Once again, in my world TWD turns out to be a Thursday with Dorie. I did actually have it finished on Tuesday, but we didn't get around to eating it until today. And it was good!
Thank you, Amy of Food, Family and Fun, for choosing this elegant and decadent confection! For the recipe, check out her blog or better yet, buy The Book and look on pages 288-289.
First of all, this gave me an excuse to buy two darling mini heart-shaped flan rings I'd been coveting. Now, what sort of ice cream to use? I settled on Ben & Jerry's Cherry Garcia, one of our all-time favorites. For extra kick I mixed in some of the cherry-brandy syrup from our home-made maraschino cherries.
This was the first year our dwarf sour cherry tree gave us a decent crop of cherries. Most of them went into a pie, but a few ended up as maraschino cherries. I love the look and idea of these preserved cherries, but the commercial versions fill me with horror. They taste mostly of sugar and chemicals. Yuck! So I soaked a handful of sour cherries in brine for a day, drained, and poured over a syrup of cherry juice concentrate, sugar, brandy and a touch of almond extract. Up above you see two of the results. They are smaller and paler than the commercial kind, but they taste of real cherries. And brandy. And sugar -- but not enough. Note to self -- next year, use a heavier, sweeter syrup. They need it.
On to the chocolate "ganache." This certainly isn't a traditional ganache. It has chocolate, of course (I went with Valrhona 71% Amer Noir), but no cream at all. Lots of butter and eggs, and some sugar. As a number of other folks have pointed out, it's really more like a fudge or a French Silk pie filling. And it has raw eggs.
Well, I'm not too much alarmed by using raw eggs as long I as am the one in charge of the process. I am careful when using them. But this sounded like a fun challenge. Could I find a way to heat the eggs enough to be "officially" safe without ruining the recipe?
I went over to the Egg Board's site and found some useful information at these links: http://www.incredibleegg.org/egg_facts_handling4.html and http://www.incredibleegg.org/egg_facts_handling9.html.
So the options are bringing the eggs to 140 degrees F for at least 3 1/2 minutes, or bringing them to 160 which is supposed to work "instantly." Trouble is, whole eggs cook and set up somewhere between 144-158 degrees. The second link above tells you how much sugar and/or liquid you have to add to the eggs in order to be able to bring them up to 160 without setting. But Dorie's recipe doesn't have that much sugar. Does butter "count" as a liquid for keeping the eggs from setting? What about chocolate? Wait, chocolate really doesn't like to be heated too hot, at least when it is all by itself. And I don't want to waste good chocolate...let's just experiment with the butter, sugar and eggs.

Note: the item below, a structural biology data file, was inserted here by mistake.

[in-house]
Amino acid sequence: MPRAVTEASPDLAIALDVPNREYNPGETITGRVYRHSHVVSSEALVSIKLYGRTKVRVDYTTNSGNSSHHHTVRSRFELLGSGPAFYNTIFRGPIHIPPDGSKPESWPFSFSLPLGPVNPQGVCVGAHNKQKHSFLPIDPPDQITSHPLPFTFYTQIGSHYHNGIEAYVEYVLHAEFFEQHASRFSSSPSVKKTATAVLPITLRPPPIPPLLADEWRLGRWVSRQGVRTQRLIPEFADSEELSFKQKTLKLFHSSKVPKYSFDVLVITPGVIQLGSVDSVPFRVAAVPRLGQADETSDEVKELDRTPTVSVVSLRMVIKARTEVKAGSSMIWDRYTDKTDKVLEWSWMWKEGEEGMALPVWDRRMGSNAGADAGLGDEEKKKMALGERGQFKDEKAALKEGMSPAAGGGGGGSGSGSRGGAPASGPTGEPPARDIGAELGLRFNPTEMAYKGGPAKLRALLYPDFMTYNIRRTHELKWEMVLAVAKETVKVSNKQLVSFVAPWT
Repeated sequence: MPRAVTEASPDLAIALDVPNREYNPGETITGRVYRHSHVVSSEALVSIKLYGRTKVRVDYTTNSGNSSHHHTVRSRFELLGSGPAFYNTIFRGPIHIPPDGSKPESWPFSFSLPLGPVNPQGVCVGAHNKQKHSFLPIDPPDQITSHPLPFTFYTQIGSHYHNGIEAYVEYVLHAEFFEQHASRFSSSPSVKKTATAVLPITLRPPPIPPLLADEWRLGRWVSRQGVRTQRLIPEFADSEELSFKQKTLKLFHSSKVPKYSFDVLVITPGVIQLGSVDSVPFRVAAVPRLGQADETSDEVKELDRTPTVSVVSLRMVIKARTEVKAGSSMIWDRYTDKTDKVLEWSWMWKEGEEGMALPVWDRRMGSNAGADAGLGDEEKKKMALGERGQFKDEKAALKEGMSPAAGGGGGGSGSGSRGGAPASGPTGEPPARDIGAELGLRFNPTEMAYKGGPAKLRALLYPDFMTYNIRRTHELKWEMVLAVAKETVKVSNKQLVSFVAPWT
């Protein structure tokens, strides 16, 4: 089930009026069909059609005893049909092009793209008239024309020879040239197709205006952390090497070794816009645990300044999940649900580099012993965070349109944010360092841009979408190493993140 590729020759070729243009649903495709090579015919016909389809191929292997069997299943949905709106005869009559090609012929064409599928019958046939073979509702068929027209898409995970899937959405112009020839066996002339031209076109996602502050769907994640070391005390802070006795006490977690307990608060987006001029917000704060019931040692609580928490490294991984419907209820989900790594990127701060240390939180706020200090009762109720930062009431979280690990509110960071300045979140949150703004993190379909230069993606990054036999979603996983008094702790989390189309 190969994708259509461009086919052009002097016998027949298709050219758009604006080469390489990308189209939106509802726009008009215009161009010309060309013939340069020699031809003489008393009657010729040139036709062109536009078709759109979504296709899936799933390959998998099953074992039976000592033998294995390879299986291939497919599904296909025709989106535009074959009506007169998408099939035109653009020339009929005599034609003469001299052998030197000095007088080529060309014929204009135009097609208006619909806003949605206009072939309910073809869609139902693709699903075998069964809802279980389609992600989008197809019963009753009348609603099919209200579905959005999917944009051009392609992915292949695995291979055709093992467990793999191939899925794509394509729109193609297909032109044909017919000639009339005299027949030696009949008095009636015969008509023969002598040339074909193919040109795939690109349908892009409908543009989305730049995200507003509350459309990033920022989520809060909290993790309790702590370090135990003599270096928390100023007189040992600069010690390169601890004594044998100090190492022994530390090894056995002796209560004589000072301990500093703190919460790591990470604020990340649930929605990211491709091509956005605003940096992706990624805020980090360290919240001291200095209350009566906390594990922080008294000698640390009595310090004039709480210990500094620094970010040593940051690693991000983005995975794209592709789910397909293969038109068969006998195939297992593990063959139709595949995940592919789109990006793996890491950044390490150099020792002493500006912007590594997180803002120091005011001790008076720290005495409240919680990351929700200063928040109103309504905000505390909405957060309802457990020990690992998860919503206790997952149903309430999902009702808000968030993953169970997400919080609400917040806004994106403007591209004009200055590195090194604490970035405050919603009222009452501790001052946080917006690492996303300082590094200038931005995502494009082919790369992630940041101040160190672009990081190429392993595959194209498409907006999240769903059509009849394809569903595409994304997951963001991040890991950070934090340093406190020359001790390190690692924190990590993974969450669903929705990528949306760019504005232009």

My first experiment was to use just 1/4 of the ganache recipe. I mixed eggs and sugar together, melted the butter without the chocolate, stirred it into the eggs, and set the mixture in a metal bowl over a pan of barely simmering water. I whisked with one hand and measured the temperature with the other. The mixture started to set up around 150 degrees. No way was it going to make it to 160.
Next try, I brought the mixture up to about 145 and turned the heat under the water way, way down. Then I started a timer going and kept stirring. My goal was to keep the temperature above 140 (or maybe a little more, just in case my thermometer was a little off or some parts of the mixture were a little cooler) for at least 4 minutes. (Again, I added that extra half-minute just for a safety margin.) I actually had to turn the burner up just a tad but that worked fine.
I stirred the finely chopped chocolate into the hot mixture and set it in a pan of cold water to cool it down. It also got a dose of the cherry-brandy-syrup.
The rest was just a matter of layering, freezing, waiting...assembling this dessert is kind of tedious. After taking all the trouble to heat the eggs, no way was I going to leave the ganache out on the counter during the whole procedure, so I tucked it into the fridge. Good thing, because I ran out of time that evening. The second layer didn't go on until the next morning. I set the small bowl of ganache in a pan of warm water, stirred occasionally until spreadable, and finished off my heart tortes.
Then we got so busy that we didn't have time to properly appreciate it until today. It was GOOD. And a very appropriate way to celebrate our twenty-first "unniversary." (That's the anniversary of when we first became a couple. We lived together but were not married for most those years, so we always called it our "unniversary." Now that we're married we have an "anniversary" too, but that's in October.)
One heart was enough for both of us (romantic, isn't it?) and so the other one has gone into the freezer for later.
(We just got one of these handy devices -- a Reynolds Handi-Vac. It's an inexpensive way to do vacuum sealing and we love it!)